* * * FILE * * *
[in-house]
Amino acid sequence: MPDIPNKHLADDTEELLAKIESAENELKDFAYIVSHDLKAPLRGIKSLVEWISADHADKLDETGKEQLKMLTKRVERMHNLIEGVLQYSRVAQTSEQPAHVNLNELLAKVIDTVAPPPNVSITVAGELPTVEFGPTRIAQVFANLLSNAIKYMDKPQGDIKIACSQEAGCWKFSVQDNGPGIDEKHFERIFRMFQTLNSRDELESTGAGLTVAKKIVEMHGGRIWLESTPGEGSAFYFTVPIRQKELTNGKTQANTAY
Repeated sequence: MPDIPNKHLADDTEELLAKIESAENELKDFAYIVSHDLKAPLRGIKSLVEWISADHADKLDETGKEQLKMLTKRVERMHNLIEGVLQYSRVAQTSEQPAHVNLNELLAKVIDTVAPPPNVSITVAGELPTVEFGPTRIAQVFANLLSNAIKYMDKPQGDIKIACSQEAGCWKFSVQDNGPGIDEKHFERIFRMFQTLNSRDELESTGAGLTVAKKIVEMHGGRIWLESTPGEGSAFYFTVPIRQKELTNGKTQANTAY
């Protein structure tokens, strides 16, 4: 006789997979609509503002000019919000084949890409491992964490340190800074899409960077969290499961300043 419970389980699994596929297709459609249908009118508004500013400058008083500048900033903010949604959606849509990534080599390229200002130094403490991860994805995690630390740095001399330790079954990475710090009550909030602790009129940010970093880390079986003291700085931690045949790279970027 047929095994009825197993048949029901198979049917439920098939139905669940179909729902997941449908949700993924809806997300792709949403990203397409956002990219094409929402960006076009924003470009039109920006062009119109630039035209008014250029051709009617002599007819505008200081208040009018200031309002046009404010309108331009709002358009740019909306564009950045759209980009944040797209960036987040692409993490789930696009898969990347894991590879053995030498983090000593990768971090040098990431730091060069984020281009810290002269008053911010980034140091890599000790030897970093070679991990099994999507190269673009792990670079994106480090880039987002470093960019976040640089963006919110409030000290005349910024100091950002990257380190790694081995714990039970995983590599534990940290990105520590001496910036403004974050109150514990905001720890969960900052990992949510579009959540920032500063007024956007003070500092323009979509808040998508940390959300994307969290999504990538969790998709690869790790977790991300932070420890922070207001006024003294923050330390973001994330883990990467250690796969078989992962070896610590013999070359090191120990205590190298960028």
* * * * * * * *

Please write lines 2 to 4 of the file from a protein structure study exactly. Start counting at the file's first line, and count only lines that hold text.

Amino acid sequence: MPDIPNKHLADDTEELLAKIESAENELKDFAYIVSHDLKAPLRGIKSLVEWISADHADKLDETGKEQLKMLTKRVERMHNLIEGVLQYSRVAQTSEQPAHVNLNELLAKVIDTVAPPPNVSITVAGELPTVEFGPTRIAQVFANLLSNAIKYMDKPQGDIKIACSQEAGCWKFSVQDNGPGIDEKHFERIFRMFQTLNSRDELESTGAGLTVAKKIVEMHGGRIWLESTPGEGSAFYFTVPIRQKELTNGKTQANTAY
Repeated sequence: MPDIPNKHLADDTEELLAKIESAENELKDFAYIVSHDLKAPLRGIKSLVEWISADHADKLDETGKEQLKMLTKRVERMHNLIEGVLQYSRVAQTSEQPAHVNLNELLAKVIDTVAPPPNVSITVAGELPTVEFGPTRIAQVFANLLSNAIKYMDKPQGDIKIACSQEAGCWKFSVQDNGPGIDEKHFERIFRMFQTLNSRDELESTGAGLTVAKKIVEMHGGRIWLESTPGEGSAFYFTVPIRQKELTNGKTQANTAY
């Protein structure tokens, strides 16, 4: 006789997979609509503002000019919000084949890409491992964490340190800074899409960077969290499961300043 419970389980699994596929297709459609249908009118508004500013400058008083500048900033903010949604959606849509990534080599390229200002130094403490991860994805995690630390740095001399330790079954990475710090009550909030602790009129940010970093880390079986003291700085931690045949790279970027 047929095994009825197993048949029901198979049917439920098939139905669940179909729902997941449908949700993924809806997300792709949403990203397409956002990219094409929402960006076009924003470009039109920006062009119109630039035209008014250029051709009617002599007819505008200081208040009018200031309002046009404010309108331009709002358009740019909306564009950045759209980009944040797209960036987040692409993490789930696009898969990347894991590879053995030498983090000593990768971090040098990431730091060069984020281009810290002269008053911010980034140091890599000790030897970093070679991990099994999507190269673009792990670079994106480090880039987002470093960019976040640089963006919110409030000290005349910024100091950002990257380190790694081995714990039970995983590599534990940290990105520590001496910036403004974050109150514990905001720890969960900052990992949510579009959540920032500063007024956007003070500092323009979509808040998508940390959300994307969290999504990538969790998709690869790790977790991300932070420890922070207001006024003294923050330390973001994330883990990467250690796969078989992962070896610590013999070359090191120990205590190298960028």